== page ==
This weekend, a minor news story popped up that should probably get a little more attention than it will. Appearing on CNN's Reliable Sources, White House communications director Anita Dunn gave what Huffington Post's Sam Stein called, "a lengthy and brutal denunciation of Fox News, calling the cable outlet a vehicle for Republican Party propaganda and an ideological opponent of the president." Stein includes a few examples:
"If we went back a year ago to the fall of 2008, to the campaign, that was a time this country was in two wars that we had a financial collapse probably more significant than any financial collapse since the Great Depression. If you were a Fox News viewer in the fall election what you would have seen were that the biggest stories and the biggest threats facing America were a guy named Bill Ayers and a something called ACORN."
"The reality of it is that Fox News often operates almost as either the research arm or the communications arm of the Republican Party. And it is not ideological... what I think is fair to say about Fox, and the way we view it, is that it is more of a wing of the Republican Party."
"Obviously [the President] will go on Fox because he engages with ideological opponents. He has done that before and he will do it again... when he goes on Fox he understands he is not going on it as a news network at this point. He is going on it to debate the opposition."
"[Fox is] widely viewed as a part of the Republican Party: take their talking points and put them on the air, take their opposition research and put it on the air. And that's fine. But let's not pretend they're a news organization like CNN is."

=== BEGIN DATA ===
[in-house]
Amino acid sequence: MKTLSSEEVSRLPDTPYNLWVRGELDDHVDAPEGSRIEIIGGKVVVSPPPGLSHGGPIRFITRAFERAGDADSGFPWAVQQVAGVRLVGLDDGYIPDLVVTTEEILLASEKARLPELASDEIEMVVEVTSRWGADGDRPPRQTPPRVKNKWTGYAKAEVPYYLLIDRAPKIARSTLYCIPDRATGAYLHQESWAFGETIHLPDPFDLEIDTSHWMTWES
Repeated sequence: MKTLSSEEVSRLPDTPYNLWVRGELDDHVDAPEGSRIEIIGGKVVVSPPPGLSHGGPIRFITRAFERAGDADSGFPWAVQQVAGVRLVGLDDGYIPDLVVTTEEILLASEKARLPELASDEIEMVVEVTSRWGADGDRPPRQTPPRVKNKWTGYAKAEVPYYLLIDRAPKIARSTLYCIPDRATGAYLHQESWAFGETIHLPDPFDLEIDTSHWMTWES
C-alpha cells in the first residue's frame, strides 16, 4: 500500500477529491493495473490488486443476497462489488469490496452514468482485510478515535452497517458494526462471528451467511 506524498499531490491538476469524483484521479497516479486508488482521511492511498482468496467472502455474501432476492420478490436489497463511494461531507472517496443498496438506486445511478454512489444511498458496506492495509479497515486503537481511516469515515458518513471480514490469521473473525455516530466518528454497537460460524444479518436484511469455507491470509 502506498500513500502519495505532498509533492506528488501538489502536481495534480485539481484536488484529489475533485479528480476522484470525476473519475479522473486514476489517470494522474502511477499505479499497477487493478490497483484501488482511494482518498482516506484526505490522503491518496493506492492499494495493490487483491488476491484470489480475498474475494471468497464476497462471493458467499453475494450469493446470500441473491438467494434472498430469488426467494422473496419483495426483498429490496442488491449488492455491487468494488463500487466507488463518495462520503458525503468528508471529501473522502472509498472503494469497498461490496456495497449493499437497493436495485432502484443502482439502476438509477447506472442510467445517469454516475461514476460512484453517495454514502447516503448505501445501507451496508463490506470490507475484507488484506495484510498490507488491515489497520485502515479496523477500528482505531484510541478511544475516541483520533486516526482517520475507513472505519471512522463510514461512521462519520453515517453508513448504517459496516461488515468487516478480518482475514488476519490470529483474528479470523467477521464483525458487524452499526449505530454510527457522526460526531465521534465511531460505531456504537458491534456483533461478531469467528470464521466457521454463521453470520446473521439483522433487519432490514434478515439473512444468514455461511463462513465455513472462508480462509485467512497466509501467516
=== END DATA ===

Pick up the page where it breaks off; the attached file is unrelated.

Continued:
The only real disagreement I have with Dunn here is that I don't know that I'd call CNN a "news organization." They report a lot of stuff, but they don't do a lot of journalism -- no cable news organization really does that. Maybe they're a "news-repeating organization." Otherwise, dead on.
This becomes obvious enough when we point our browsers over to the network's The FOX Nation website, where the top story at this particular moment is "What are the Nobel Prize Committee Chairman's Socialist Ties?"
There we go then. Case closed. Shortest morning post I ever wrote. But this isn't the only example, it's just the most recent. During the summer, Fox's bias was incredibly blatant. "Fox News has in dozens of instances provided attendance and organizing information for future protests, such as protest dates, locations and website URLs," Media Matters reported at the time. "Fox News websites have also posted information and publicity material for protests. Fox News hosts have repeatedly encouraged viewers to join them at several April 15 protests that they are attending and covering."
"The network has also been pushing the movement’s talking points, saying that people are 'angry,' 'upset,' and 'feeling disenfranchised,' which is why they're organizing this 'nationwide grassroots movement.'" added Think Progress. "Promising 'fair and balanced' coverage, hosts such as Glenn Beck, Neil Cavuto, and Sean Hannity are all planning to broadcast live from the events. The Fox broadcasts are in turn being used by the tea party organizers to promote their protests."